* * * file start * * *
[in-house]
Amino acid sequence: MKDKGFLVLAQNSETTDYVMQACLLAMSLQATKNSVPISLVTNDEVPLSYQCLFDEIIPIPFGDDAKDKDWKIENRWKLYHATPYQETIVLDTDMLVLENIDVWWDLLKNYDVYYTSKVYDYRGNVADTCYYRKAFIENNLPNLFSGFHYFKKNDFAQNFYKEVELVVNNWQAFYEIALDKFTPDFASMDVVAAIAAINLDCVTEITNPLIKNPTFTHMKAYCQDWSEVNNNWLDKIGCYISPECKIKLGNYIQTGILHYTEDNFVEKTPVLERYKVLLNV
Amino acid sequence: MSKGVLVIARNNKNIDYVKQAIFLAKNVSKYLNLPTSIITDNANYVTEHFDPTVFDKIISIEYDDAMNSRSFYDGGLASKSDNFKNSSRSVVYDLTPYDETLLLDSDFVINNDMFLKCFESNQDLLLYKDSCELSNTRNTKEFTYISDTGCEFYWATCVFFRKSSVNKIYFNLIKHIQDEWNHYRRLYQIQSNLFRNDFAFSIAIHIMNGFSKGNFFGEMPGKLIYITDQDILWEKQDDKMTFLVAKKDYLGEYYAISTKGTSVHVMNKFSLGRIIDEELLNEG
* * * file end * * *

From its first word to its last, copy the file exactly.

[in-house]
Amino acid sequence: MKDKGFLVLAQNSETTDYVMQACLLAMSLQATKNSVPISLVTNDEVPLSYQCLFDEIIPIPFGDDAKDKDWKIENRWKLYHATPYQETIVLDTDMLVLENIDVWWDLLKNYDVYYTSKVYDYRGNVADTCYYRKAFIENNLPNLFSGFHYFKKNDFAQNFYKEVELVVNNWQAFYEIALDKFTPDFASMDVVAAIAAINLDCVTEITNPLIKNPTFTHMKAYCQDWSEVNNNWLDKIGCYISPECKIKLGNYIQTGILHYTEDNFVEKTPVLERYKVLLNV
Amino acid sequence: MSKGVLVIARNNKNIDYVKQAIFLAKNVSKYLNLPTSIITDNANYVTEHFDPTVFDKIISIEYDDAMNSRSFYDGGLASKSDNFKNSSRSVVYDLTPYDETLLLDSDFVINNDMFLKCFESNQDLLLYKDSCELSNTRNTKEFTYISDTGCEFYWATCVFFRKSSVNKIYFNLIKHIQDEWNHYRRLYQIQSNLFRNDFAFSIAIHIMNGFSKGNFFGEMPGKLIYITDQDILWEKQDDKMTFLVAKKDYLGEYYAISTKGTSVHVMNKFSLGRIIDEELLNEG